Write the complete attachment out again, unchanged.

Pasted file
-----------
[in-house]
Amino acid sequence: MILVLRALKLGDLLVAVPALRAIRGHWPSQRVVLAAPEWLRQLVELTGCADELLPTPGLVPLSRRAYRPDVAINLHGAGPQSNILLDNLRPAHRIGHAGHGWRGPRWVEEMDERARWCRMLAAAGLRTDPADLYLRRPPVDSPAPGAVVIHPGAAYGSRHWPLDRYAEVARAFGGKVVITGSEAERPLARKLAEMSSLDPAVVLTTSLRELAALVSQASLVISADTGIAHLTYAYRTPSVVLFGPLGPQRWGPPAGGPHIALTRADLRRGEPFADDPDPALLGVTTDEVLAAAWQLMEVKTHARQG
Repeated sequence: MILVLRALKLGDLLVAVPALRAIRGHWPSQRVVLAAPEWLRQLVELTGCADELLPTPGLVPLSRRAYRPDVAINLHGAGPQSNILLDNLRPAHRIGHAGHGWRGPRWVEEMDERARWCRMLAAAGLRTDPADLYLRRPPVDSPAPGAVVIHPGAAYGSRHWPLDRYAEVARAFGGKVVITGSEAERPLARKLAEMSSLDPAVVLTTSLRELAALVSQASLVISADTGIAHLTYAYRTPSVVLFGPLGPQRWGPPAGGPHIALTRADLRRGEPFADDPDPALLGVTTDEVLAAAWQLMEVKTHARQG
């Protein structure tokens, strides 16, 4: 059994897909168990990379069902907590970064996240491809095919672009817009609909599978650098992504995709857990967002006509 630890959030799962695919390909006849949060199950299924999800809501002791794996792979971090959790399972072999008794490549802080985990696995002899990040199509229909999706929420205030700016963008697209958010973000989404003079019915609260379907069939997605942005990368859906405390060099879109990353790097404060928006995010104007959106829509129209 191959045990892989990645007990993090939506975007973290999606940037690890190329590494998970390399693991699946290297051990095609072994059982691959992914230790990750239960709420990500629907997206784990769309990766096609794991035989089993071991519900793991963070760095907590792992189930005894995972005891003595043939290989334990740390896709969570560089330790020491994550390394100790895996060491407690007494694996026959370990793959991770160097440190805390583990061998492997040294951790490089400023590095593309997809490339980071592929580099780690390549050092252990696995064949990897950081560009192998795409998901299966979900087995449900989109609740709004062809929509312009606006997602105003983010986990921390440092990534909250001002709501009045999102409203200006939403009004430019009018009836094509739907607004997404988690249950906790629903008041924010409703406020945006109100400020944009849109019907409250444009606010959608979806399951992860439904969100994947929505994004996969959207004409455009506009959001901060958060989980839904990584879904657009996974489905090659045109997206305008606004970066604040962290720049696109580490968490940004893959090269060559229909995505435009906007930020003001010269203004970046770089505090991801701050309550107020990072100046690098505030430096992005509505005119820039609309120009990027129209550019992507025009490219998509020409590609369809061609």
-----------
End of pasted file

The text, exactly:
[in-house]
Amino acid sequence: MILVLRALKLGDLLVAVPALRAIRGHWPSQRVVLAAPEWLRQLVELTGCADELLPTPGLVPLSRRAYRPDVAINLHGAGPQSNILLDNLRPAHRIGHAGHGWRGPRWVEEMDERARWCRMLAAAGLRTDPADLYLRRPPVDSPAPGAVVIHPGAAYGSRHWPLDRYAEVARAFGGKVVITGSEAERPLARKLAEMSSLDPAVVLTTSLRELAALVSQASLVISADTGIAHLTYAYRTPSVVLFGPLGPQRWGPPAGGPHIALTRADLRRGEPFADDPDPALLGVTTDEVLAAAWQLMEVKTHARQG
Repeated sequence: MILVLRALKLGDLLVAVPALRAIRGHWPSQRVVLAAPEWLRQLVELTGCADELLPTPGLVPLSRRAYRPDVAINLHGAGPQSNILLDNLRPAHRIGHAGHGWRGPRWVEEMDERARWCRMLAAAGLRTDPADLYLRRPPVDSPAPGAVVIHPGAAYGSRHWPLDRYAEVARAFGGKVVITGSEAERPLARKLAEMSSLDPAVVLTTSLRELAALVSQASLVISADTGIAHLTYAYRTPSVVLFGPLGPQRWGPPAGGPHIALTRADLRRGEPFADDPDPALLGVTTDEVLAAAWQLMEVKTHARQG
């Protein structure tokens, strides 16, 4: 059994897909168990990379069902907590970064996240491809095919672009817009609909599978650098992504995709857990967002006509 630890959030799962695919390909006849949060199950299924999800809501002791794996792979971090959790399972072999008794490549802080985990696995002899990040199509229909999706929420205030700016963008697209958010973000989404003079019915609260379907069939997605942005990368859906405390060099879109990353790097404060928006995010104007959106829509129209 191959045990892989990645007990993090939506975007973290999606940037690890190329590494998970390399693991699946290297051990095609072994059982691959992914230790990750239960709420990500629907997206784990769309990766096609794991035989089993071991519900793991963070760095907590792992189930005894995972005891003595043939290989334990740390896709969570560089330790020491994550390394100790895996060491407690007494694996026959370990793959991770160097440190805390583990061998492997040294951790490089400023590095593309997809490339980071592929580099780690390549050092252990696995064949990897950081560009192998795409998901299966979900087995449900989109609740709004062809929509312009606006997602105003983010986990921390440092990534909250001002709501009045999102409203200006939403009004430019009018009836094509739907607004997404988690249950906790629903008041924010409703406020945006109100400020944009849109019907409250444009606010959608979806399951992860439904969100994947929505994004996969959207004409455009506009959001901060958060989980839904990584879904657009996974489905090659045109997206305008606004970066604040962290720049696109580490968490940004893959090269060559229909995505435009906007930020003001010269203004970046770089505090991801701050309550107020990072100046690098505030430096992005509505005119820039609309120009990027129209550019992507025009490219998509020409590609369809061609």